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Hitachi looks to marine markets

Digger Blogger | 10:35, Wed January 29 2014

More dredging here… and it's Hitachi again. The Japanese manufacturer has long been making big excavators for the mining industry. Now it is finding a market in dredging projects for these beasts.

The excavators are mounted on to pontoons, which are stabilised in the water with spud legs.

Hitachi says it was the first manufacturer in the Japanese market to produce an excavator for use on a pontoon. It has supplied approximately 240 excavators for this sort of application, mainly in Japan, working on port construction or maintenance projects. Some have been involved in recovery operations following the 2011 tsunami.

Demand from for excavators used on pontoons is also increasing in other countries, it seems. We reported last week on Land & Water's modified 7-tonne Hitachi Zaxis 70LC dredging in the Fens. But there are jobs for the big excavators mounted on pontoons too. Hitachi has sold four EX1200s to a sector of the Chinese government, for example.

With the expansion of the Panama Canal, container ships are getting bigger and so all the ports are having to up their game and expand accordingly, if they want the new generation of ships to dock there.

Various Hitachi models can be found mounted on pontoons, with the most popular proving to be the EX1200-6, EX1900-6 and EX3600-6. The largest available is the EX8000-6 backhoe, which is a new model launched in 2013, giving customers with an 800-tonne option.

The large excavators share many similarities with the standard mining models. Manufactured at the Development Centre of Mining and Heavy Equipment Division in the Rinko Works factory, they are designed to work in tough environments, 24 hours a day. They also have the same on-board computer (DUL) monitoring the performance of the engine and hydraulic system.

Some aspects of the design have been modified to allow for simpler maintenance while the machine is working at sea. These excavators have a new fast-fill system at the front, for example, allowing easier access to refill fuel and lubricants. On the standard mining excavator, this system is located under the counterweight to provide access at ground level.

The excavators can also be customised. For example, an EX1900-6 excavator was recently delivered to the Jan De Nul Group, with a custom-modified front attachment by Belgian dealer Luyckx. That's the machine pictured here, above and below.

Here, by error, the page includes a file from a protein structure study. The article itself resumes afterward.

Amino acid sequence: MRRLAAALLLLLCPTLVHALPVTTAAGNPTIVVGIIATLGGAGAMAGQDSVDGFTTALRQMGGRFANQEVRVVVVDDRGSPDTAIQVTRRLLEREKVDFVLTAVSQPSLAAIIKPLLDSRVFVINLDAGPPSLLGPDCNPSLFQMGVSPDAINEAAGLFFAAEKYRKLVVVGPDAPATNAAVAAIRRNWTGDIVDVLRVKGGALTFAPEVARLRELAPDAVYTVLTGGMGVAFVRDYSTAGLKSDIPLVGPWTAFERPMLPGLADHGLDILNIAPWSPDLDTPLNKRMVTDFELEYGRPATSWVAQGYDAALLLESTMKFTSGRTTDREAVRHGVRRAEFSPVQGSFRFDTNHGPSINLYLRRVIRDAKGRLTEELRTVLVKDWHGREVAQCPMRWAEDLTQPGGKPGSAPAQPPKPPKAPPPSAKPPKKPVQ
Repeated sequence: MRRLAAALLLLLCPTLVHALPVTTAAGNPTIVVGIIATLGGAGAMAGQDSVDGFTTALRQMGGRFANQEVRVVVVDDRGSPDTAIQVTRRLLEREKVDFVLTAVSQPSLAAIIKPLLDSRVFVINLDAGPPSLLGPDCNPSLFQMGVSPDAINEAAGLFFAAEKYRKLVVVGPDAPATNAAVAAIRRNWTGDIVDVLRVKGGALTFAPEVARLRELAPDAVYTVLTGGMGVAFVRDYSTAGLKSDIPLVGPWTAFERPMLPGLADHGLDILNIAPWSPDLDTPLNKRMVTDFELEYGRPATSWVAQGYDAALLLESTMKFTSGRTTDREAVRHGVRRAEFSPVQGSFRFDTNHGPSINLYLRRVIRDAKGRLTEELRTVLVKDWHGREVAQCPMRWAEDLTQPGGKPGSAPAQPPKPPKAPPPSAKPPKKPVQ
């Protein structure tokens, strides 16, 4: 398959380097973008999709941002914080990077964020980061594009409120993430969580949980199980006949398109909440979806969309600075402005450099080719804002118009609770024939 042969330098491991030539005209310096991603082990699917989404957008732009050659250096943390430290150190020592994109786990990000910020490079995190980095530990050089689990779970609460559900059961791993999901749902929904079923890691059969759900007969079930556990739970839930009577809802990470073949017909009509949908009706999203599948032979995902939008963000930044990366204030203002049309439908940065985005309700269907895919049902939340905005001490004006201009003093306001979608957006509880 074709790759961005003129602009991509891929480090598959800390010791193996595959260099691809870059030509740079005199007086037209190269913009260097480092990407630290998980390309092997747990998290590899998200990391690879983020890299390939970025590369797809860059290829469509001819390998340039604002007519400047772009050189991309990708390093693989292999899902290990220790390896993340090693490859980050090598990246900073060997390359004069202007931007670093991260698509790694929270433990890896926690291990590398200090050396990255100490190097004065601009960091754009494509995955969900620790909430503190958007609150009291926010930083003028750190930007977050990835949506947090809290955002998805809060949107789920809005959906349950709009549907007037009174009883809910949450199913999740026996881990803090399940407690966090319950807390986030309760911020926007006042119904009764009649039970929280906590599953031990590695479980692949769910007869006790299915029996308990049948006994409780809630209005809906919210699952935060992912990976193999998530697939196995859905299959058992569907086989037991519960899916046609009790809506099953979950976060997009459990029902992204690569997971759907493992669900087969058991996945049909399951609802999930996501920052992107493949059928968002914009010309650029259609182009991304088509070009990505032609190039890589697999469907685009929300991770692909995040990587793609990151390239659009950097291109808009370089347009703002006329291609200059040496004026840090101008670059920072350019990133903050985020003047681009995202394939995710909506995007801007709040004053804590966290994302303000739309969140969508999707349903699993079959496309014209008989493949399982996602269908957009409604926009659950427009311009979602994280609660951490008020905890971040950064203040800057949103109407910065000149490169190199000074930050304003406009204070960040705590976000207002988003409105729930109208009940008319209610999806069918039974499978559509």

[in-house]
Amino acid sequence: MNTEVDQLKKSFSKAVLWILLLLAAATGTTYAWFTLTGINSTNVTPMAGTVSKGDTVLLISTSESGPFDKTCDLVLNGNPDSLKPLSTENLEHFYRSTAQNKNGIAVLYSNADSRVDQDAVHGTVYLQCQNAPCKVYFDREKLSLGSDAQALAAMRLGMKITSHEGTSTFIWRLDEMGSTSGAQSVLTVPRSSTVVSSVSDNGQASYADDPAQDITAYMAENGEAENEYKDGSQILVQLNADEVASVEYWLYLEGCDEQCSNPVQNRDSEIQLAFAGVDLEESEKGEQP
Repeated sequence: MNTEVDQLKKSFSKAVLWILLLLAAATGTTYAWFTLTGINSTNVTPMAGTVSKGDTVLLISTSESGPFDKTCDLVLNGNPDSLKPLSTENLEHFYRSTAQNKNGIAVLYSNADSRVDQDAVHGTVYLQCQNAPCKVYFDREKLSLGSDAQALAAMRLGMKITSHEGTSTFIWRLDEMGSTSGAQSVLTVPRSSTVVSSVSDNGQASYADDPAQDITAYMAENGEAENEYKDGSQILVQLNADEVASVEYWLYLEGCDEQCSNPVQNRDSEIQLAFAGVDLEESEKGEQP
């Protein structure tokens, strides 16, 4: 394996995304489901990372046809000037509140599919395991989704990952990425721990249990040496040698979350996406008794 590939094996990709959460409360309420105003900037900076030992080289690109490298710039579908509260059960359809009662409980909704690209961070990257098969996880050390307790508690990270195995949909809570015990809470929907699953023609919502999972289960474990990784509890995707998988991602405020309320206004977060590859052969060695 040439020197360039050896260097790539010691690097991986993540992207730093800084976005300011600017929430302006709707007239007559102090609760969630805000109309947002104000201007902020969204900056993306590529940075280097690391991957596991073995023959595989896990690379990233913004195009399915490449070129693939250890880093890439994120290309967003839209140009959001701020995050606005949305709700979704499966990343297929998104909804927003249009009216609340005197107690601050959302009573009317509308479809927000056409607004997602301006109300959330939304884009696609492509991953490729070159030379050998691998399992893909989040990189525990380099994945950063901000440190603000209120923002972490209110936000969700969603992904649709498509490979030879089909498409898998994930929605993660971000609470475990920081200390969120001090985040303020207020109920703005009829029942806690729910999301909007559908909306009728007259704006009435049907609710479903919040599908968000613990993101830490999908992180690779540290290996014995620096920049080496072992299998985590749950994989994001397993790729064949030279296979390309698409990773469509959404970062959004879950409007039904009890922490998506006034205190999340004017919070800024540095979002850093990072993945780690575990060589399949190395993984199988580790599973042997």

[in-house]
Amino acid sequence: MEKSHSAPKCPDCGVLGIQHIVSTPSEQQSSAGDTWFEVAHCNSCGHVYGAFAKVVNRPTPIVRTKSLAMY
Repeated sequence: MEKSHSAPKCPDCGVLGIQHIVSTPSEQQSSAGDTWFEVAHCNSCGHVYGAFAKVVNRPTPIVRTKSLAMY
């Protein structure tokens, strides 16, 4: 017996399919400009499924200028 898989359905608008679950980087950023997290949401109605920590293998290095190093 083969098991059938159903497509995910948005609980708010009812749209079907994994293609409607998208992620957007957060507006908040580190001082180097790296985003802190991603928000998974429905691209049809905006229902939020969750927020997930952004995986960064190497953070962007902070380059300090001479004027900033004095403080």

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This machine was required to work on dredging and marine construction projects in Dubai. The front attachment provided a maximum digging depth of 18m. It also had additional piping for a breaker attachment and was delivered with two arms, measuring 8m and 5.5m, which can both be used with the breaker.

Working in a marine environment has implications for the after-sales requirements of this machine, which differ to those of a mining excavator. The EX1900-6 is equipped with an anti-seawater specification, but working in the ocean can cause corrosion, which does not usually occur in a mine. Cylinders require extra care, additional painting is required, and lubricants must be refilled at least every four to five hours to prevent the wearing of pins and bushes. This is because more dirt and sand enter into the bucket pin due to the water pressure.

Working underwater also makes it difficult to see the material being dredged or excavated, which tends to place more stress on the excavator than if it was operating above sea level. On the swing circle, extra care is required to prevent the bolts from loosening, and daily inspections are vital.

One of the most challenging aspects of supplying this particular excavator, Hitachi reports, was the fact that the pontoon had been built for use with a competitor’s machine. In order to make the EX1900-6 fit on to the pontoon and for sufficient swing clearance between spud holes, the Hitachi engineering department had to adjust the front attachment several times.

Hitachi says that with the growing demand for excavators used in dredging operations, it is now looking at future developments for these machines. One of the main challenges will be to introduce an electric model with a low-range voltage, because of high oil prices and strict emission regulations, it says.




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